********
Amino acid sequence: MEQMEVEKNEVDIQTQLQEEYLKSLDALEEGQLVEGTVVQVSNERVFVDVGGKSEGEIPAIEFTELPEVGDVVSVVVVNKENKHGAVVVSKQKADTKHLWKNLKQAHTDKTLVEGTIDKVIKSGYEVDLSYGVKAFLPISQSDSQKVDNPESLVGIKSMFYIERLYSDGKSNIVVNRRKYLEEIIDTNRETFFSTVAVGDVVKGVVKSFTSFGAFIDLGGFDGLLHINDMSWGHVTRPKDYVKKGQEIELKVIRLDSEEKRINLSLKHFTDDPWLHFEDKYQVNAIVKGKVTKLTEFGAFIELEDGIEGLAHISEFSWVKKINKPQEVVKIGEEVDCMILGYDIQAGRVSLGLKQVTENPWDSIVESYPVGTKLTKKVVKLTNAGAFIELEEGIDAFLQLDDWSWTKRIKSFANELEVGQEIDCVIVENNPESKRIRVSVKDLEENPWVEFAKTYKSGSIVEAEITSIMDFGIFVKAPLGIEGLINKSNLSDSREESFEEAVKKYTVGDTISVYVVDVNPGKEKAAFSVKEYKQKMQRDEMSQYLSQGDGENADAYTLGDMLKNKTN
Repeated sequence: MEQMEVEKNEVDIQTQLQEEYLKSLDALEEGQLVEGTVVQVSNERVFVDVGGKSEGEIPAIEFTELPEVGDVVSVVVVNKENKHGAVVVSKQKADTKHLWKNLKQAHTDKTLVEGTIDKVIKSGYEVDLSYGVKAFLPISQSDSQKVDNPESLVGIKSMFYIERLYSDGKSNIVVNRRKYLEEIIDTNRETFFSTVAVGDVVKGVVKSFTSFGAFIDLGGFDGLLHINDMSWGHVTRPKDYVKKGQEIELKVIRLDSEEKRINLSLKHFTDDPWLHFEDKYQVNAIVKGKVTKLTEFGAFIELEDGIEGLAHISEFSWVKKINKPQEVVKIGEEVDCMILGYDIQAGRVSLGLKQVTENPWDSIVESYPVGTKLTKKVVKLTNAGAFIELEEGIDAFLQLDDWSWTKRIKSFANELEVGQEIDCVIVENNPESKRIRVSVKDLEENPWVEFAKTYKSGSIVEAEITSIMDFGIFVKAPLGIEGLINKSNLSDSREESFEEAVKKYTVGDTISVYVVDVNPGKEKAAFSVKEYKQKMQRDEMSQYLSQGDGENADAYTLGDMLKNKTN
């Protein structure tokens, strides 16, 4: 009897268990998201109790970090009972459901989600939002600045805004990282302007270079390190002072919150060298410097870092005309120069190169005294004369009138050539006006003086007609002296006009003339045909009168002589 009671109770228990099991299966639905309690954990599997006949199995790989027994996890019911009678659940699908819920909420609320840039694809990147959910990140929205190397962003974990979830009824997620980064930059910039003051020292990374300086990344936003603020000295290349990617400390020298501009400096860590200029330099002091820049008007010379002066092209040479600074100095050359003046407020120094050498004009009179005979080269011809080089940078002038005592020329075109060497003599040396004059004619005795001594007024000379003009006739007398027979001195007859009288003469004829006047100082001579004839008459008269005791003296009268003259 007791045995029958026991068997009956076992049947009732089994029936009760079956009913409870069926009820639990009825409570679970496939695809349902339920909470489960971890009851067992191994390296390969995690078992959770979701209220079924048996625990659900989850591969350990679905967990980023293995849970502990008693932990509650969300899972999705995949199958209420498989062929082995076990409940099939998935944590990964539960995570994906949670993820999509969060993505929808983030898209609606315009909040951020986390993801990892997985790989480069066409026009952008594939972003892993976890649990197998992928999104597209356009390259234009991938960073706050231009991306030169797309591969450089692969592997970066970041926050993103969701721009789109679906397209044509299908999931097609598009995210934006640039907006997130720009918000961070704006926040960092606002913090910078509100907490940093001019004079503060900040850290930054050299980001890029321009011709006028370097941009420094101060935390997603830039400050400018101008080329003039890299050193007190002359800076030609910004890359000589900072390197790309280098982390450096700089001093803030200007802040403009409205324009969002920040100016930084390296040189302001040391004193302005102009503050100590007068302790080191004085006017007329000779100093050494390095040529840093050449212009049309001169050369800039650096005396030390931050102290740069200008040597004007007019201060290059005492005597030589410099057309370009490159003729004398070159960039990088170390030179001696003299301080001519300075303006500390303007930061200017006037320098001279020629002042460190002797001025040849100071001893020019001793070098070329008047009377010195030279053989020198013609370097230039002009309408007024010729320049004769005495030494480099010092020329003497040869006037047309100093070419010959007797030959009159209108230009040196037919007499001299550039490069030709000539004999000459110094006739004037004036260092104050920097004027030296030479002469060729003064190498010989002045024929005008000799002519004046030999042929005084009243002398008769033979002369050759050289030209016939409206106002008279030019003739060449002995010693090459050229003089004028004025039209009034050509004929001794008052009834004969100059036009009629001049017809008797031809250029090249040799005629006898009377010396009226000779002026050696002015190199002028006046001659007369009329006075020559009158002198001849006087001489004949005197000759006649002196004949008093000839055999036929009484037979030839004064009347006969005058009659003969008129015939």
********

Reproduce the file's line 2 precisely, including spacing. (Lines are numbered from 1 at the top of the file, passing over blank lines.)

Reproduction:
Repeated sequence: MEQMEVEKNEVDIQTQLQEEYLKSLDALEEGQLVEGTVVQVSNERVFVDVGGKSEGEIPAIEFTELPEVGDVVSVVVVNKENKHGAVVVSKQKADTKHLWKNLKQAHTDKTLVEGTIDKVIKSGYEVDLSYGVKAFLPISQSDSQKVDNPESLVGIKSMFYIERLYSDGKSNIVVNRRKYLEEIIDTNRETFFSTVAVGDVVKGVVKSFTSFGAFIDLGGFDGLLHINDMSWGHVTRPKDYVKKGQEIELKVIRLDSEEKRINLSLKHFTDDPWLHFEDKYQVNAIVKGKVTKLTEFGAFIELEDGIEGLAHISEFSWVKKINKPQEVVKIGEEVDCMILGYDIQAGRVSLGLKQVTENPWDSIVESYPVGTKLTKKVVKLTNAGAFIELEEGIDAFLQLDDWSWTKRIKSFANELEVGQEIDCVIVENNPESKRIRVSVKDLEENPWVEFAKTYKSGSIVEAEITSIMDFGIFVKAPLGIEGLINKSNLSDSREESFEEAVKKYTVGDTISVYVVDVNPGKEKAAFSVKEYKQKMQRDEMSQYLSQGDGENADAYTLGDMLKNKTN